A good pilot is always learning -- how many times have you
heard this old standard throughout your flying career? There is no
truer statement in all of flying (well, with the possible exception
of "there are no old, bold pilots.")
Aero-News has called upon the expertise of Thomas P. Turner,
master CFI and all-around-good-guy, to bring our readers -- and us
-- daily tips to improve our skills as aviators. Some of them, you
may have heard before... but for each of us, there will also be
something we might never have considered before, or something that
didn't "stick" the way it should have the first time we memorized
it for the practical test.
Look for our daily Aero-Tips segments, coming each day to
you through the Aero-News Network.
Many tower-controlled airports report Runway Visual Range. RVR is the
distance a pilot can see runway surface markings or lights when
aligned with the runway centerline.
Note: This differs from reported
"visibility", which refers to the distance at which a defined
object or light can be seen and recognised or identified. Typically
the RVR will be 1.5 to 3 times the visibility in any given
conditions, depending on the nature of the obscuring medium,
according to Wikipedia.
RVR is determined by transmissometers, mechanical devises that
measure distance by shooting a light beam and determining how much
it scatters over a known distance-mounted on towers 14 feet high
stationed 250 feet apart. Any obscuring matter (rain, snow,
dust, fog, haze or smoke) reduces the light intensity arriving at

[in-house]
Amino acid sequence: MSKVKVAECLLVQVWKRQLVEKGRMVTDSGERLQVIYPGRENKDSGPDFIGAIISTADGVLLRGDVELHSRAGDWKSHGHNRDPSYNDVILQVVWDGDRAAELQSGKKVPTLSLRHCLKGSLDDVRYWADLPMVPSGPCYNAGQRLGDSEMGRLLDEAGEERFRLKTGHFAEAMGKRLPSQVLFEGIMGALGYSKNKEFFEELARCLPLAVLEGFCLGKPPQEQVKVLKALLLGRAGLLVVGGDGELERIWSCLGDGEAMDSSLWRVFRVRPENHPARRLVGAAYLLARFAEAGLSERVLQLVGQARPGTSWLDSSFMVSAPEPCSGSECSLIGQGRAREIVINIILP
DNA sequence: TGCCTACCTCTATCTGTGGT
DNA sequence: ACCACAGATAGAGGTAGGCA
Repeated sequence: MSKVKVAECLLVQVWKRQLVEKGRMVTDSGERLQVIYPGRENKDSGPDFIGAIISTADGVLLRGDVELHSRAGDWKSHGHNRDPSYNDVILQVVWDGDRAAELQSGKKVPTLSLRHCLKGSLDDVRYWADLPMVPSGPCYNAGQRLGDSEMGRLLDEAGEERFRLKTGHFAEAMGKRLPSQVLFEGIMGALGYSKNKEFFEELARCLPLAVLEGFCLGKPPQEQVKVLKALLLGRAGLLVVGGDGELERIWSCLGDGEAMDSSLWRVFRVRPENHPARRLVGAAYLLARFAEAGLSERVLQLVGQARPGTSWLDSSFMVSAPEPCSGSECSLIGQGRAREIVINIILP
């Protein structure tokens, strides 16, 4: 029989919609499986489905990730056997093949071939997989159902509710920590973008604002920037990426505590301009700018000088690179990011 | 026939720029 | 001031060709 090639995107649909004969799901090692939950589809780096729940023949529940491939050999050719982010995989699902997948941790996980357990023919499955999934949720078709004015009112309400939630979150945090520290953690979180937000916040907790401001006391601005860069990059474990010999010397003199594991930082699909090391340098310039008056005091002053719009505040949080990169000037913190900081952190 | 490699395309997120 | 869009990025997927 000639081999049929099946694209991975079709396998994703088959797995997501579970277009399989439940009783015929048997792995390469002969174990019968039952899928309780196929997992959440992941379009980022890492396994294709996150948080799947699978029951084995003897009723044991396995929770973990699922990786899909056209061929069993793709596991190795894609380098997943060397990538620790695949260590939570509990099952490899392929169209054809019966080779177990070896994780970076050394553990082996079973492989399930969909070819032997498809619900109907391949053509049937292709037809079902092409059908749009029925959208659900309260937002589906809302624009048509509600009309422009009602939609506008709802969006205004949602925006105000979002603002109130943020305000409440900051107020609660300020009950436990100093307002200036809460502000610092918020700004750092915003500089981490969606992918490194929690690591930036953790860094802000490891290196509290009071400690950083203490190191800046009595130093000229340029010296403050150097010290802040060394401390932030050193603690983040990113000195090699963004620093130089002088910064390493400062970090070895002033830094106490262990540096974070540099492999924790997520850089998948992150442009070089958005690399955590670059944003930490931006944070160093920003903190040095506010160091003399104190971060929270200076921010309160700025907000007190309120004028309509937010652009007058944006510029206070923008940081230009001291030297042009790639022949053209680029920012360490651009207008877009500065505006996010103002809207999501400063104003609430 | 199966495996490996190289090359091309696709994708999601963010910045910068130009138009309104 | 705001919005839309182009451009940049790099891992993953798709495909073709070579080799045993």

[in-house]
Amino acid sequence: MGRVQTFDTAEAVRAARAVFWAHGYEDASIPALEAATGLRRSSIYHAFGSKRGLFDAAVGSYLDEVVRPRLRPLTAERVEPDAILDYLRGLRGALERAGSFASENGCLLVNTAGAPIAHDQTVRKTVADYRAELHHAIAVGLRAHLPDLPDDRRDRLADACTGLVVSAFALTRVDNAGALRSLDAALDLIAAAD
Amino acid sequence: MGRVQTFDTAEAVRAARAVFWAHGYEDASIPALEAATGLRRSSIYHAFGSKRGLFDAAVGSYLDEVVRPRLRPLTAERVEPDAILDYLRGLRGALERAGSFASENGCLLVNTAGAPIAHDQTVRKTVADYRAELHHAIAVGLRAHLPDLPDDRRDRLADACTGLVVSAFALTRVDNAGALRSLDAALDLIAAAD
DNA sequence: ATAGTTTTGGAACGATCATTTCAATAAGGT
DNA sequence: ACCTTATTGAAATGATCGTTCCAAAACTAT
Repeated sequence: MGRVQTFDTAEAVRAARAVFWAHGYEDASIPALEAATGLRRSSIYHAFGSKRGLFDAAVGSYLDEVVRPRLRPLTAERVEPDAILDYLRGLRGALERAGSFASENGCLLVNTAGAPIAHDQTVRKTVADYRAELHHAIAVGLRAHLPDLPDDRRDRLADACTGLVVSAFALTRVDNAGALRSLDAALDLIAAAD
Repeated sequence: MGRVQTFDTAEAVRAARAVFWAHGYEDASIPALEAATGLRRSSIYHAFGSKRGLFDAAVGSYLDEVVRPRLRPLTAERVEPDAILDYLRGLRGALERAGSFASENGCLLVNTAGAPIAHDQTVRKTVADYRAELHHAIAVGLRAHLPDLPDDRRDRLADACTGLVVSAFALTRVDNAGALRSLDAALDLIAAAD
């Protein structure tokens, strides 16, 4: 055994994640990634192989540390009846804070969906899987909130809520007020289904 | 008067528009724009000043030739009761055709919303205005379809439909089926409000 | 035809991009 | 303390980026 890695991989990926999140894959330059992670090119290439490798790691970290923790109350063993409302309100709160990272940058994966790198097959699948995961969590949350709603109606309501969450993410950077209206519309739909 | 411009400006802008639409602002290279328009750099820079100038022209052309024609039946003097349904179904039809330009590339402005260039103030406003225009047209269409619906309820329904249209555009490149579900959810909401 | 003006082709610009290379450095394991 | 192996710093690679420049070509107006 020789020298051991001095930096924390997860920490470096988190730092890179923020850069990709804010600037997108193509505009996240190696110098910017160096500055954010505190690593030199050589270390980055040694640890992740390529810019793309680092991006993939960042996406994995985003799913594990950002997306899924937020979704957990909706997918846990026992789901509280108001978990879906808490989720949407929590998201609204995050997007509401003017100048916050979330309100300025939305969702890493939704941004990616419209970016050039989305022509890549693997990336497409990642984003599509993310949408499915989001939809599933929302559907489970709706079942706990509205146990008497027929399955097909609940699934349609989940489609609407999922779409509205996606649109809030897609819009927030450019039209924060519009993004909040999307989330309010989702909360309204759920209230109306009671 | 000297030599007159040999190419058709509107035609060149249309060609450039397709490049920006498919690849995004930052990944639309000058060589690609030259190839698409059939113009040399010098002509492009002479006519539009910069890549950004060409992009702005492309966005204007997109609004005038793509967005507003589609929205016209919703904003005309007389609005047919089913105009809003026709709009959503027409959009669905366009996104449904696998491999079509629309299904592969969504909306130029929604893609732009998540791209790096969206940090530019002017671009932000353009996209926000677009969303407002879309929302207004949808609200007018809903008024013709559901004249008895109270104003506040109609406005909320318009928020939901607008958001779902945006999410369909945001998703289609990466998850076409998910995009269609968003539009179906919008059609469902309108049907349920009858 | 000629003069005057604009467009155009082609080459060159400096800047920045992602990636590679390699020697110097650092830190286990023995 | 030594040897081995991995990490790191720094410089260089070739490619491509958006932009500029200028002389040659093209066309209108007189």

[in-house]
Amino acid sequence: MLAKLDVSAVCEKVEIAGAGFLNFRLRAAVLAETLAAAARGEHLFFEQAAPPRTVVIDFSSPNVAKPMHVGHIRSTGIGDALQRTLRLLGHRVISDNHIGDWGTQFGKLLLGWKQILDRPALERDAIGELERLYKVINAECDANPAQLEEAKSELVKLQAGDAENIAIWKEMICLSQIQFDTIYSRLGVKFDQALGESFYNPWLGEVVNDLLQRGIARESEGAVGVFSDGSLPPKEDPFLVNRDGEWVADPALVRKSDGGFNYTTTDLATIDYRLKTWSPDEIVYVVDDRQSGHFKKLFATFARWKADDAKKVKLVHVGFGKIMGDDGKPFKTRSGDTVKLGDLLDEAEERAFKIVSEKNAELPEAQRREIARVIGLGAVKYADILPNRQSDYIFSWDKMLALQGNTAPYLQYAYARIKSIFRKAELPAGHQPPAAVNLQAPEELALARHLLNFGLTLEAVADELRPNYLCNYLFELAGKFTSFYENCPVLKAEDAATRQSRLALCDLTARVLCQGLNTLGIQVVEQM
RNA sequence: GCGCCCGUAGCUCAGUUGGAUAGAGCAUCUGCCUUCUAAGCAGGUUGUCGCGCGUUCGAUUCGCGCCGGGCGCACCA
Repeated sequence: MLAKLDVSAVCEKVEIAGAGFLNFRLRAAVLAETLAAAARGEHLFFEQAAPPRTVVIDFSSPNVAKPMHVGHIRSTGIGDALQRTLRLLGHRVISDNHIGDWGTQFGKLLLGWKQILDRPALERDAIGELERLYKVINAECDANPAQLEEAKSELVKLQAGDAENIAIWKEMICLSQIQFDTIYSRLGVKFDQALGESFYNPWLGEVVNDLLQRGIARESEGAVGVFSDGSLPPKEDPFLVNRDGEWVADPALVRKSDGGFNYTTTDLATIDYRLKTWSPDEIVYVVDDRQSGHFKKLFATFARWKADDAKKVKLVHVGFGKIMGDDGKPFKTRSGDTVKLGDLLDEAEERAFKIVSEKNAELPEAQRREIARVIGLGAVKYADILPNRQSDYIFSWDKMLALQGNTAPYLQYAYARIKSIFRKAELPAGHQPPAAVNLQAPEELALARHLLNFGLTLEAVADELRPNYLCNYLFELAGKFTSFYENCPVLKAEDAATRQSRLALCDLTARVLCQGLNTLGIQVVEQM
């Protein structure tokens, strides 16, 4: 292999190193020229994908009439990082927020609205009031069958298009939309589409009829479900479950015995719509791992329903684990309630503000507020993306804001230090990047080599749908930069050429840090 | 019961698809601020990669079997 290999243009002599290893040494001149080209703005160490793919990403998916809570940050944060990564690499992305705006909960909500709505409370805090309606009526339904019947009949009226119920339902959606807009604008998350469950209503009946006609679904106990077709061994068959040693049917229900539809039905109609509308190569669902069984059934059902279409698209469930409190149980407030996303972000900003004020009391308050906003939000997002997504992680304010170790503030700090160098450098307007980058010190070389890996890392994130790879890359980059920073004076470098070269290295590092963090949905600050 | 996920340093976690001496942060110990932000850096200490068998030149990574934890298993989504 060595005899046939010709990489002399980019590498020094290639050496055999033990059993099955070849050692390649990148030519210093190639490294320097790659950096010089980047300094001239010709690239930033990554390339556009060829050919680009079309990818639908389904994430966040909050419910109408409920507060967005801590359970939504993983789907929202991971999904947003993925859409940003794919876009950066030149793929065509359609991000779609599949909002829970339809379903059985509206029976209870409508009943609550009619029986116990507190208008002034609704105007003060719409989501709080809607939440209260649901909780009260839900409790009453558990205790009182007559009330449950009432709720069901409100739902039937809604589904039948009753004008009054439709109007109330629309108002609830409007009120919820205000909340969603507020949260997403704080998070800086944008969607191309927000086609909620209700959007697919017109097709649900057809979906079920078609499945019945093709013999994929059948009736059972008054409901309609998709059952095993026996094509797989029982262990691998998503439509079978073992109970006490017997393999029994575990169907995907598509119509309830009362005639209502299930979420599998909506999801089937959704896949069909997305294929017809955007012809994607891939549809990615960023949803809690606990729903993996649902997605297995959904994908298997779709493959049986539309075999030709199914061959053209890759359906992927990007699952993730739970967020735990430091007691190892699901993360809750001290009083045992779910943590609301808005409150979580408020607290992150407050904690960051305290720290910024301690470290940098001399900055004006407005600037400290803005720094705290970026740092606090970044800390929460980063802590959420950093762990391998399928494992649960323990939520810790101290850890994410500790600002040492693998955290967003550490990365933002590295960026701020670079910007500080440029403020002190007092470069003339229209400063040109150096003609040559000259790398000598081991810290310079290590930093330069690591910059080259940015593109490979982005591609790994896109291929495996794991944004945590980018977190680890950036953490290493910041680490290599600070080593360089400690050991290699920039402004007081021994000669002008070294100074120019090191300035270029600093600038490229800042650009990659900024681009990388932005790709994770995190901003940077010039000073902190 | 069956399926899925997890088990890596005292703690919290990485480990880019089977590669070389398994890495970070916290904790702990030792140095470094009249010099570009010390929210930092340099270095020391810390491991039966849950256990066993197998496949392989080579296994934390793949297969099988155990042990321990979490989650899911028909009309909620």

the receiver. The measurement is then automatically converted to an
RVR value, updated approximately once every minute. The information
is displayed in Air Traffic Control tower cab, and controllers
relay RVR data to pilots.
- Most transmissometers can detect RVR as low as 200 feet, and
report RVR in:
- 200-foot increments to 3000 feet (half a nautical mile),
- 500-foot increments from there to the highest reported range,
6000 feet (one nautical mile).
- New-generation RVR devices report RVR in:
- 100-foot increments from zero to 800 foot RVR,
- 200-foot increments from 800 feet to 3000 feet RVR, and
- 500-foot increments from 3000 feet to a maximum 6500 feet
- New-generation RVR also reports in meters at airports where the
metric system is used for visibility reports.
Pilots must comply with RVR approach minimums for the type of
approach and their approach certification.
There are regulatory provisions for odd-distance RVRs (e.g.,
150-foot for CAT IIIb approaches) at airports with
Aero-tip of the day: Know what Air Traffic
Control means when it gives you an RVR report -- and how to use RVR
to safely complete your flight.